Four Takeaways about the Potential for AI in the Healthcare Supply Chain

There are legitimate concerns about the future of AI in our lives, and the debate rages on about how scared or excited we should be. But regardless of how we feel about AI and the ways it may affect us as humans, it is clear that, intrinsically, AI has the potential to become an essential tool that could dramatically shift the healthcare industry as we know it. 

AI has already shown value in clinical areas, such as helping to diagnose diseases from imaging and predict patient outcomes (here’s an interesting article about the potential and reality of AI in healthcare today). But AI also has the potential to help us optimize and streamline the healthcare supply chain, thereby saving hospitals money and improving patient care. 

Here are 4 ways that AI could make a difference in the healthcare supply chain:

Match clinical inventory with clinician practices and preferences

AI could help streamline and optimize on-hand inventory to meet the needs of each individual clinician by avoiding stock-outs, while at the same time getting rid of redundancies and avoiding over-stocking. It could create more accurate predictive models for the reordering of supplies by learning what each clinician actually needs and uses for each type of procedure, taking into account the specifics of anatomy and disease stage of patients to be treated, based on their medical records. This application of AI has the potential to be extremely helpful in predicting and ensuring the preparation of case carts and preference cards that are more adapted to the physician’s practice and habits, as well as the specific patient being treated. 

Automate supplies purchasing and stock replenishment

AI could ensure that product orders with the right quantities are placed in time for clinical needs and help manage backorders. It could automate the purchasing and replenishment of stock with greater visibility in the upstream supply chain all the way to manufacturers (and even their own sourcing channels), including logistics around the delivery of goods. This would enable the hospital supply chain to figure out alternate channels and suppliers based on specific requirements, including availability, price of goods, delivery mechanism, and cost.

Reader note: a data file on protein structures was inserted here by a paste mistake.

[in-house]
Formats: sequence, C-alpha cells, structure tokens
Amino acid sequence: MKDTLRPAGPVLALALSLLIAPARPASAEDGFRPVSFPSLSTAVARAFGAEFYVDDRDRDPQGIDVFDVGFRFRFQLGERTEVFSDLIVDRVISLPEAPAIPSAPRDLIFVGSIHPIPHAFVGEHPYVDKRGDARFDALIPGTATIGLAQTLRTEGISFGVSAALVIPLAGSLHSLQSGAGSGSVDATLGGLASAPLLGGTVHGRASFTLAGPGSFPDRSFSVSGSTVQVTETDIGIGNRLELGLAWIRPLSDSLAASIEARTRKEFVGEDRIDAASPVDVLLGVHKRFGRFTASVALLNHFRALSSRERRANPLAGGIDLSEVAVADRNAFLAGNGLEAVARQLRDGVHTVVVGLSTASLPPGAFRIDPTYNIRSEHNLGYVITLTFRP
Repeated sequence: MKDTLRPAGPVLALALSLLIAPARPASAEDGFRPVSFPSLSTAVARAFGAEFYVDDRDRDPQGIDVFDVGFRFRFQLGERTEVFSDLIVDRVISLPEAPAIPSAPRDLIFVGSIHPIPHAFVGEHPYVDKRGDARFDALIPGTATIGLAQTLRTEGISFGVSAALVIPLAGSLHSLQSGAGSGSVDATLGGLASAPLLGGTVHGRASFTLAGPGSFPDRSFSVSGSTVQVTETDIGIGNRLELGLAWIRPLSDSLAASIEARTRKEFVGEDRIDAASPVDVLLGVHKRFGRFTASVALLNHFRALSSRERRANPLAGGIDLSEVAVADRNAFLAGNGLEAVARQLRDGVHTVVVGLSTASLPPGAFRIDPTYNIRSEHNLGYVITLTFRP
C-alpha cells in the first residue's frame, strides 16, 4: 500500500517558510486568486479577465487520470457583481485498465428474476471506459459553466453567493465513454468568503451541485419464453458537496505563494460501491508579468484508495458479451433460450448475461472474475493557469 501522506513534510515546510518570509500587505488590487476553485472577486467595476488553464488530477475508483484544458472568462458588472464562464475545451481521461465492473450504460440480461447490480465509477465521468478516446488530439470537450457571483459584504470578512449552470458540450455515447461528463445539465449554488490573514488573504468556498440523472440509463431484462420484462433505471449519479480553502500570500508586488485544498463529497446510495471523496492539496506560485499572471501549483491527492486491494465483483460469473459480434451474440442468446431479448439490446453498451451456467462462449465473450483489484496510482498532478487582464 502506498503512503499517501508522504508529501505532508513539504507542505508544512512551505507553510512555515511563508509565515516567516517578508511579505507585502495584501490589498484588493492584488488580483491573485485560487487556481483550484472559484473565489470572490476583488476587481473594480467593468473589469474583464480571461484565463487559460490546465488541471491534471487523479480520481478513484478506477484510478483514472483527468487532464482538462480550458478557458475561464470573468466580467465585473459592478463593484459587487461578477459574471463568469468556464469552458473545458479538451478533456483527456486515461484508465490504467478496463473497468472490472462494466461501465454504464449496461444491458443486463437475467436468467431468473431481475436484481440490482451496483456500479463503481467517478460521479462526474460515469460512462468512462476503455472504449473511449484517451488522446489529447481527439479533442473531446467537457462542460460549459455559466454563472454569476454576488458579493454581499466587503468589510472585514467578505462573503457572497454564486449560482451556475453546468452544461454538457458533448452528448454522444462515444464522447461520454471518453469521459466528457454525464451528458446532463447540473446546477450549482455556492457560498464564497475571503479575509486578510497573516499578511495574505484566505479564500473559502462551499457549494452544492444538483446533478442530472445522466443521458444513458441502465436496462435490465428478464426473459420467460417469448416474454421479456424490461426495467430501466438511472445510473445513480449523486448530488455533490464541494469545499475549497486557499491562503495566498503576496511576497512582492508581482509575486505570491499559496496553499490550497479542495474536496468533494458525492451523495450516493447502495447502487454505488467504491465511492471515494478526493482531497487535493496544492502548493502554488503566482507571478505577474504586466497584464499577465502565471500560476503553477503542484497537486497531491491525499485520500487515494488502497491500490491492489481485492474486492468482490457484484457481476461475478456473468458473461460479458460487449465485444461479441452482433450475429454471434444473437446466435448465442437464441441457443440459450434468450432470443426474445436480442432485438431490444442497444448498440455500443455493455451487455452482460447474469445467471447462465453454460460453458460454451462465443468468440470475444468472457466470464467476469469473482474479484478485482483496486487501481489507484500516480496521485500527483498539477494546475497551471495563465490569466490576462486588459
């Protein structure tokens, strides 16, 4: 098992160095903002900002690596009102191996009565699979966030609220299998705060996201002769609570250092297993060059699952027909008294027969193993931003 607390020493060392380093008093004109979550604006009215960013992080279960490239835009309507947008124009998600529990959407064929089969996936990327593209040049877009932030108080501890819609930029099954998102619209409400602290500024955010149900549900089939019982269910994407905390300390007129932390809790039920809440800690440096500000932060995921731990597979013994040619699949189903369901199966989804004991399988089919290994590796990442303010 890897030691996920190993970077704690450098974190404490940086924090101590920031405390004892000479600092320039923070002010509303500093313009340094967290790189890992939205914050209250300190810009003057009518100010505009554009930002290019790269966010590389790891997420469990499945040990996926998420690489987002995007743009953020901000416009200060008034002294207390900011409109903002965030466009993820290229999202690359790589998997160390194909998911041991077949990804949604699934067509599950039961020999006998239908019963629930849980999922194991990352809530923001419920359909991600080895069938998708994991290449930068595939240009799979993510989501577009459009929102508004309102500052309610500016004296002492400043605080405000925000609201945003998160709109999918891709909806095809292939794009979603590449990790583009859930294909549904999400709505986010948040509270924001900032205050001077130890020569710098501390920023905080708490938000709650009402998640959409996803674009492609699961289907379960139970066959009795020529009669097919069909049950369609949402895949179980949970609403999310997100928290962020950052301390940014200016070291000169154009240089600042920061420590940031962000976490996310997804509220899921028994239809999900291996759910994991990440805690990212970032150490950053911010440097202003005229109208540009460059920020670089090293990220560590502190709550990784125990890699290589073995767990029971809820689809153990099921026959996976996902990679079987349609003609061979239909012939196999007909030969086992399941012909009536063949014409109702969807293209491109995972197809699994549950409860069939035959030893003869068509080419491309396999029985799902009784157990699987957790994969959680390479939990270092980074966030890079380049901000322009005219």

Improve data and data management

AI could set and maintain data standards across internal and external systems to ensure better communication, as well as facilitate process integration upstream in the supply chain and downstream in the clinical areas with clinical data. AI could ensure that clean, accurate, and comprehensive data is tracked and disseminated according to global standards, such as UDI, in order to avoid gaps and inaccuracies in the healthcare supply chain. AI could also help audit data and remedy any discrepancies.

Link clinical outcomes to product usage

AI could also be used to predict and recommend combinations of medical products and implants that are closely tailored to each specific case (e.g., based on EMR and physician preferences). It could also help analyze patient outcomes and link them to their original diagnosis and treatment, including choice of the combination of implants and medical products, which would enable hospitals to determine which winning combination has performed best in terms of total cost to clinical outcome. This would impact purchasing patterns, par levels, and on-hand product variation, thereby streamlining orders and inventory.

Although there are many challenges ahead, the application of AI in healthcare is rapidly becoming more common and accepted, from analyzing data to improve clinical decision-making to interpreting diagnostic images and clinical notes. It also shows tremendous promise for the healthcare supply chain as a tool for automation, analysis, and standards compliance.